PSLab device has the capacity to connect plug and play sensors through the I2C bus. The sensors are capable of providing data in real time. So, the PSLab Android App and the Desktop app need to have the feature to fetch real time sensor values and display the same in the user interface along with plotting the values on a simple graph.
The UI was made following the guidelines of Google’s Material Design and incorporating some ideas from the Science Journal app. Cards are used for making each section of the UI. There are segregated sections for real time updates and plotting where the real time data can be visualised. A methods for fetching the data are run continuously in the background which receive the data from the sensor and then update the screen.
The following section denotes a small portion of the UI responsible for displaying the data on the screen continuously and are quite simple enough. There are a number of TextViews which are being constantly updated on the screen. Their number depends on the type and volume of data sent by the sensor.
The section here represents the portion of the UI responsible for displaying the graph. Like all other parts of the UI of PSLab Android, MPAndroidChart is being used here for plotting the graph.
Since the updates needs to continuous, a process should be continuously run for updating the display of the data and the graph. There are a variety of options available in Android in this regard like using a Timer on the UI thread and keep updating the data continuously, using ASyncTask to run a process in the background etc.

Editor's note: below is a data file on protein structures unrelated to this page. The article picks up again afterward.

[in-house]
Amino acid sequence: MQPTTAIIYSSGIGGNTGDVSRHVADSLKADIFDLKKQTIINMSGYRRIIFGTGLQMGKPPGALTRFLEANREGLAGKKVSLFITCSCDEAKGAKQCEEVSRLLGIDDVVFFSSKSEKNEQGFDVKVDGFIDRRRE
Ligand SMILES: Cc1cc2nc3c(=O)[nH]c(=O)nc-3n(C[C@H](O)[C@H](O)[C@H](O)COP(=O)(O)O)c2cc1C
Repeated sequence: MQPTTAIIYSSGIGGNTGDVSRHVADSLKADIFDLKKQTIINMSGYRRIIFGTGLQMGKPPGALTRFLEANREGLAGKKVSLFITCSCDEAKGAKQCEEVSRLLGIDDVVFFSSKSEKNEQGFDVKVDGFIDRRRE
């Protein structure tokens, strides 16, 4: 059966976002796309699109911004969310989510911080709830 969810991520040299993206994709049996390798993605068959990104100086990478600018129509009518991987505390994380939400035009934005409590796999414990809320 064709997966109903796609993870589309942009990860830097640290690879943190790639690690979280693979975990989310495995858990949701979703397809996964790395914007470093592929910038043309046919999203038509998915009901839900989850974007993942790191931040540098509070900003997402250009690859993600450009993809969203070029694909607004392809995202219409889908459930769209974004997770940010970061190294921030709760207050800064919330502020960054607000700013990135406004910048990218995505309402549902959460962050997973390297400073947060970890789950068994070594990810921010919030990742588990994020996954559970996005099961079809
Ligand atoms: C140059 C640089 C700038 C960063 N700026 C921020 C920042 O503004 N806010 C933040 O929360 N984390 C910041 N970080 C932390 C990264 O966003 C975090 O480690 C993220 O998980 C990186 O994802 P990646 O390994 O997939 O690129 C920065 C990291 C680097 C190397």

The issue with the former is that since all the processes i.e. fetching the data and updating the textviews & graph will run on the UI thread, the UI will become laggy. So, the developer team chose to use ASyncTask and make all the processes run in the background so that the UI thread functions smoothly.
A new class SensorDataFetch which extends AsyncTask is defined and its object is created in a runnable and the use of runnable ensures that the thread is run continuously till the time the fragment is used by the user.
The following is the code for the ASyncTask created. There are two methods defined here doInBackground and onPostExecute which are responsible for fetching the data and updating the display respectively.
The raw data is fetched using the getRaw method of the MPU6050 object and stored in an ArrayList. The data type responsible for storing the data will depend on the return type of the getRaw method of each sensor class and might be different for other sensors. The data returned by getRaw is semi-processed and the data just needs to be split in sections before presenting it for display.
The PSLab Android app’s sensor files can be viewed here and they can give a better idea about how the sensors are calibrated, how the intrinsic nonlinearity is taken care of, how the communication actually works etc.
After the data is stored, the control moves to the onPostExecute method, here the textviews on the display and the chart are updated. The updation is slowed down a bit so that the user can visualize the data received.
The detailed implementation of the same can be found here.
- Learn more about how real time sensor data analysis can be used in various fields like IOT http://ieeexplore.ieee.org/document/7248401/
- Google Fit guide on how to use native built-in sensors on phones, smart watches etc. https://developers.google.com/fit/android/sensors
- A simple starter guide to build an app capable of real time sensor data analysis http://developer.telerik.com/products/building-an-android-app-that-displays-live-accelerometer-data/
- Learn more about using AsyncTask https://developer.android.com/reference/android/os/AsyncTask.html